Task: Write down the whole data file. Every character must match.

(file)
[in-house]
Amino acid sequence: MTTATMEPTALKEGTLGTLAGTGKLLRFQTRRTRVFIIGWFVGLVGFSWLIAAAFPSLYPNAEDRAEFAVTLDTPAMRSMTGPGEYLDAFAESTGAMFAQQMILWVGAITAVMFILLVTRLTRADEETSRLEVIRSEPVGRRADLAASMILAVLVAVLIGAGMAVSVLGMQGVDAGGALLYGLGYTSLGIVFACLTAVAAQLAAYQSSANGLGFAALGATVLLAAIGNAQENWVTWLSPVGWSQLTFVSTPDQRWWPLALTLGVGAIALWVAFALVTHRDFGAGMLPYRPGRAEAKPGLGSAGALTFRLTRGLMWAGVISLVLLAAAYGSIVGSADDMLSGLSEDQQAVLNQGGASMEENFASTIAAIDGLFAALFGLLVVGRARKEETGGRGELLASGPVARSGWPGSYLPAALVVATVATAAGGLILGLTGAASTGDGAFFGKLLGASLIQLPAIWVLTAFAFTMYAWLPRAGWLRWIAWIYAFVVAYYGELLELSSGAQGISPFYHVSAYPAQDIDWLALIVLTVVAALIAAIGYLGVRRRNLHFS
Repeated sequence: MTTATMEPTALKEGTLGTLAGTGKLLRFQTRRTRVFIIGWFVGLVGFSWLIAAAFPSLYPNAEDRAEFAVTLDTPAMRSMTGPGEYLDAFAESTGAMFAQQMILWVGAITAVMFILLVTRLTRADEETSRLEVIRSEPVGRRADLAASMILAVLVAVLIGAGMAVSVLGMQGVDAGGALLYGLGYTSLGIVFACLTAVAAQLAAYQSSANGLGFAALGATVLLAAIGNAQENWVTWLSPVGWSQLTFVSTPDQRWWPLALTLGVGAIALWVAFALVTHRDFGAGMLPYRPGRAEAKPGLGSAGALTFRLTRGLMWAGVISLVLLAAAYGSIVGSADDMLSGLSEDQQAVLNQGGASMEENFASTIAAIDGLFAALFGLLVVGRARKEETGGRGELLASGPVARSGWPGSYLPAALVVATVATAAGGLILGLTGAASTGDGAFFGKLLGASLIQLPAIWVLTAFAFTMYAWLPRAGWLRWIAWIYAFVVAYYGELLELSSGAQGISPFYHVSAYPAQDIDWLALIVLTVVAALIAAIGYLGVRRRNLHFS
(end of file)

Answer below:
[in-house]
Amino acid sequence: MTTATMEPTALKEGTLGTLAGTGKLLRFQTRRTRVFIIGWFVGLVGFSWLIAAAFPSLYPNAEDRAEFAVTLDTPAMRSMTGPGEYLDAFAESTGAMFAQQMILWVGAITAVMFILLVTRLTRADEETSRLEVIRSEPVGRRADLAASMILAVLVAVLIGAGMAVSVLGMQGVDAGGALLYGLGYTSLGIVFACLTAVAAQLAAYQSSANGLGFAALGATVLLAAIGNAQENWVTWLSPVGWSQLTFVSTPDQRWWPLALTLGVGAIALWVAFALVTHRDFGAGMLPYRPGRAEAKPGLGSAGALTFRLTRGLMWAGVISLVLLAAAYGSIVGSADDMLSGLSEDQQAVLNQGGASMEENFASTIAAIDGLFAALFGLLVVGRARKEETGGRGELLASGPVARSGWPGSYLPAALVVATVATAAGGLILGLTGAASTGDGAFFGKLLGASLIQLPAIWVLTAFAFTMYAWLPRAGWLRWIAWIYAFVVAYYGELLELSSGAQGISPFYHVSAYPAQDIDWLALIVLTVVAALIAAIGYLGVRRRNLHFS
Repeated sequence: MTTATMEPTALKEGTLGTLAGTGKLLRFQTRRTRVFIIGWFVGLVGFSWLIAAAFPSLYPNAEDRAEFAVTLDTPAMRSMTGPGEYLDAFAESTGAMFAQQMILWVGAITAVMFILLVTRLTRADEETSRLEVIRSEPVGRRADLAASMILAVLVAVLIGAGMAVSVLGMQGVDAGGALLYGLGYTSLGIVFACLTAVAAQLAAYQSSANGLGFAALGATVLLAAIGNAQENWVTWLSPVGWSQLTFVSTPDQRWWPLALTLGVGAIALWVAFALVTHRDFGAGMLPYRPGRAEAKPGLGSAGALTFRLTRGLMWAGVISLVLLAAAYGSIVGSADDMLSGLSEDQQAVLNQGGASMEENFASTIAAIDGLFAALFGLLVVGRARKEETGGRGELLASGPVARSGWPGSYLPAALVVATVATAAGGLILGLTGAASTGDGAFFGKLLGASLIQLPAIWVLTAFAFTMYAWLPRAGWLRWIAWIYAFVVAYYGELLELSSGAQGISPFYHVSAYPAQDIDWLALIVLTVVAALIAAIGYLGVRRRNLHFS